Test this out/play with it in a test area. Donâ€™t do this in production. Duh.
- SQL Server 2005
- SharePoint v3 (I donâ€™t honestly know, but I think just WSS 3.0 w/o MOSS 2007)
- SharePoint Designer 2007
- A SQL account with db_datareader and db_datawriter permissions on the database in question, and the accountâ€™s password
- A table in the database with a primary key
- Sufficient SharePoint rights to use SharePoint Designer to create DataViews on Web Part Pages somewhere
(Italics are steps added after MS Support helped me out with this.)
- Make sure you have the SQL account name and password at the ready (for this example, account is sqlmossupdatetest)
- Make sure you know the SQL Server name/instance name (if any – for this example, the server name is DEV1 and the instance name is MOSS)
- Make sure that the table in the database has an autoincrementing primary key (Column settings for this are related to Identity properties w/in SQL Management Studio).
- Create a new Web Part Page in one of your document libraries. Exit Edit Mode.
- Open the site where your Web Part Page resides in SharePoint Designer 2007.
- Next, open up the Web Part Page you just created by browsing to it and double-clicking it in SharePoint Designer.
- In SharePoint Designerâ€™s default upper right toolbox pane, choose the Data Source Library tab.
- Under the Database Connections group, click the link for Connect to a databaseâ€¦
- Click the Configure Database Connectionâ€¦ button.
- In the server name textbox, type the server name, or server name\instance name if youâ€™ve got an instance name (i.e. in my case, it was DEV1\MOSS).
- Keep Microsoft .NET Framework Data Provider for SQL Server for the Provder Name.
- For Authentication choose (not very secure) the first radio button, Save this username and password in the data connection, and enter the username and password you have in the Database.
- Click Next. If you get an alert about how other authors can see the user/password information, click OK.
- Choose the proper Database and Table for your Data View.
- Click Finish. Then click OK.
- Click and drag the new Database Connection to a Web Part Zone in your Web Part Page.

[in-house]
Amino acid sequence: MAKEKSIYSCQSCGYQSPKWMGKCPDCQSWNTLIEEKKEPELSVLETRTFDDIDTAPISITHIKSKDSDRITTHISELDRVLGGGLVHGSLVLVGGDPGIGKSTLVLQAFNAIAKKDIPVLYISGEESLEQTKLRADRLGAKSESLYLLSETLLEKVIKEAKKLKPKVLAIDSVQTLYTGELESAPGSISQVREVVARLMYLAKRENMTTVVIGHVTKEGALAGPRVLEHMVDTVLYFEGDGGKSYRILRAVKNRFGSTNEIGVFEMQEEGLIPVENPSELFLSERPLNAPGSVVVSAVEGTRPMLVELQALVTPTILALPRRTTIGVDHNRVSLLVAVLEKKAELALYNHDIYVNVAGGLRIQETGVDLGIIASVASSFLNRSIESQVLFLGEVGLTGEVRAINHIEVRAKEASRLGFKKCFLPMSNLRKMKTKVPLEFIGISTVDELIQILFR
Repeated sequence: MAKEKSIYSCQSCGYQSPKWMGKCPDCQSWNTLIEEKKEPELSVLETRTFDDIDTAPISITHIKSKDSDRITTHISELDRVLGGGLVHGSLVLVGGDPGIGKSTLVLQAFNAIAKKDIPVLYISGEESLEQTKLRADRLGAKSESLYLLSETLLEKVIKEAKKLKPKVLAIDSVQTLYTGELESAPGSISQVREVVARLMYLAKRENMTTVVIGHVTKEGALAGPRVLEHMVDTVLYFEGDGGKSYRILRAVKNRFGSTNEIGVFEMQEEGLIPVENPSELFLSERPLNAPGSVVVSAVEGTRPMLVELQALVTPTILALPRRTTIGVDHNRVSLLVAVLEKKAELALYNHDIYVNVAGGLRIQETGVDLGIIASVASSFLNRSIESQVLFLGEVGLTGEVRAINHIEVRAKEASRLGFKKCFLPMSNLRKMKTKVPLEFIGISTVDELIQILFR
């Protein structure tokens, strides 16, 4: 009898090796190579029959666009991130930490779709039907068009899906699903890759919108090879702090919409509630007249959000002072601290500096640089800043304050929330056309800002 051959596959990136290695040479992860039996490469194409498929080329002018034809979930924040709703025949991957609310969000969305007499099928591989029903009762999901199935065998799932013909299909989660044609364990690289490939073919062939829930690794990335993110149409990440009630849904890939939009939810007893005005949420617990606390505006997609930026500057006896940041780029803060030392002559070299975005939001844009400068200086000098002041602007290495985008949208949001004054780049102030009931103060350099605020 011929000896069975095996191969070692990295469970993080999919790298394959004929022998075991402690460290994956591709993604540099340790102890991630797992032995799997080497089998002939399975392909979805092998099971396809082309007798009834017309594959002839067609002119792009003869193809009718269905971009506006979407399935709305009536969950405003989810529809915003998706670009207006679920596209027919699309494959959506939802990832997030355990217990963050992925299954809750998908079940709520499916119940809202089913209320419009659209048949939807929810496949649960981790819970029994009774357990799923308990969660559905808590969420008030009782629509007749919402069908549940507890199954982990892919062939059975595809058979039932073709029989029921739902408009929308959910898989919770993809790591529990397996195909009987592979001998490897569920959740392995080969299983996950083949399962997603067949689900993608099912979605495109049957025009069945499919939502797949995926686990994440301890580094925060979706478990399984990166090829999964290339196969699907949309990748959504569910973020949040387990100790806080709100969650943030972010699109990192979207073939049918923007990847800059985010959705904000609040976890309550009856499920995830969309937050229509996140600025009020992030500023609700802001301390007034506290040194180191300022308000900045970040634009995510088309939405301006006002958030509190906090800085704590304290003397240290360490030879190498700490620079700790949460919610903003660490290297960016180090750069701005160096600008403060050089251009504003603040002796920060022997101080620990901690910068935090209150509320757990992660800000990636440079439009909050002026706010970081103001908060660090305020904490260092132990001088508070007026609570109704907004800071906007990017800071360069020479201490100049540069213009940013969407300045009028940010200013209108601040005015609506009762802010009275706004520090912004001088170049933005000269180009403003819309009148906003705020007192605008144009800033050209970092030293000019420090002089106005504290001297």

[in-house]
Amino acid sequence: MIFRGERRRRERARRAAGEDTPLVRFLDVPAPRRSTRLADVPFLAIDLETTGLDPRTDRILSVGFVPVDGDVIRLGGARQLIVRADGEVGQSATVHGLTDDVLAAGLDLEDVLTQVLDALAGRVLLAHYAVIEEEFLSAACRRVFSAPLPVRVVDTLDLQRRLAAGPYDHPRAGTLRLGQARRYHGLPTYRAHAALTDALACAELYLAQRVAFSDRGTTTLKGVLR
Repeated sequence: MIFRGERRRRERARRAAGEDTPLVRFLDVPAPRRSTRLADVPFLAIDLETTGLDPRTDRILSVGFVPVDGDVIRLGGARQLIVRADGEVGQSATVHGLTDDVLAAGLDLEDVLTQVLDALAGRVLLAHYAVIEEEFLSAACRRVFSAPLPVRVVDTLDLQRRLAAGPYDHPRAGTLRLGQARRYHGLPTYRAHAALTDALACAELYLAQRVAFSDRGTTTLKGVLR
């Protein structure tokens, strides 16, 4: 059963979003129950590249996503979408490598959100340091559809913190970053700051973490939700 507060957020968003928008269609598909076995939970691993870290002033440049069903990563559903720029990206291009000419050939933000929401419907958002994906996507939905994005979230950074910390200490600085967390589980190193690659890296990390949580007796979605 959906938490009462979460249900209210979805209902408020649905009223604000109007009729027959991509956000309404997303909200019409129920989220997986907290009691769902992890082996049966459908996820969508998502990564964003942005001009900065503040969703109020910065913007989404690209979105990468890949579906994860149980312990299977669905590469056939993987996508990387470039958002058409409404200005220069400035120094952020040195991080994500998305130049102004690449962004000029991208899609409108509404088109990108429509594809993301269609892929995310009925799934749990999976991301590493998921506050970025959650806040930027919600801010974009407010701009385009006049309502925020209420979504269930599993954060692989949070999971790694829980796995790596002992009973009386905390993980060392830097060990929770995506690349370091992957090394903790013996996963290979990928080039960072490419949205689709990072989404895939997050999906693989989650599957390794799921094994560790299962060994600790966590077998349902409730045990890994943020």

- Use the right menu-arrow on the Data ViewÂ Web Part to bring up the menu items for the web part and choose Edit Columns… .
- Remove the Identity/PK column fromÂ the Display section. Click OK.Â
- Use the right menu-arrow on the Data View Web Part to bring up the various menu items for the web part and choose Data View Propertiesâ€¦ .
- Choose the Editing tab and enable the checkboxes for Show edit item links, Show delete item links & Show insert item links.
- Save the page in SharePoint Designer and click Yes if prompted about changing the site definition.
- Close SharePoint Designer and refresh the Web Part Page in IE. Be sure to populate your ID field with a unique value. Obviously this cries out for more work to actually dynamically create a unique key, etc.
Update: Oddly enough, while T-SQL INSERTs & DELETEs seem to work, UPDATEs don’t, so I’m now digging further and seeing whether I can write custom SQL in the connection definition to do the UPDATE properly.
Update 2: A support ticket (via my employer, a Microsoft Gold Manged Regional Partner) has been opened about the UPDATEs issue. I’ll report back when we have a fix.
Update 3: The support issue is closed. The issue with updates was caused by trying to edit the PK value. To keep the web part from trying to edit/update the PK value, you remove it from sight and then it doesn’t bother with trying to change it on update, so the update is successful. I added a couple of steps to the procedure to do that. Also, I forgot to say that I brought up the question of documentation for custom SQL and apparently there is no such documentation currently at MS for the Parameters features.